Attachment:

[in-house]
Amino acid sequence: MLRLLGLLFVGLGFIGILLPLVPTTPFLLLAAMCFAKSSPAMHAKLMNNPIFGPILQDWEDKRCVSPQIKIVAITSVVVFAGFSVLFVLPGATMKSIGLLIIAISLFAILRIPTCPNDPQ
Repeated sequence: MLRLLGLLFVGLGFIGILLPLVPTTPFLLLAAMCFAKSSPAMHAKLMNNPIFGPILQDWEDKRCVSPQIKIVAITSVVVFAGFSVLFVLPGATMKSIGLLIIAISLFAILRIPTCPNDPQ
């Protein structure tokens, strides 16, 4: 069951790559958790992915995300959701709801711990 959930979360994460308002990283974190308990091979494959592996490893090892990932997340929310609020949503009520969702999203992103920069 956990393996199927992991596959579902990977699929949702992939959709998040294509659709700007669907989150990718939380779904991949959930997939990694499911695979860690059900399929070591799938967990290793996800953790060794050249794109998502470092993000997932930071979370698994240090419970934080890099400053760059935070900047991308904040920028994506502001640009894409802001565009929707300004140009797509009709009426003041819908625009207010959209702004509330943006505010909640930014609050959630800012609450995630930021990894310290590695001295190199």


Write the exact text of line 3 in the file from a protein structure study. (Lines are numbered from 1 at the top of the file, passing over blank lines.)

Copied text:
Repeated sequence: MLRLLGLLFVGLGFIGILLPLVPTTPFLLLAAMCFAKSSPAMHAKLMNNPIFGPILQDWEDKRCVSPQIKIVAITSVVVFAGFSVLFVLPGATMKSIGLLIIAISLFAILRIPTCPNDPQ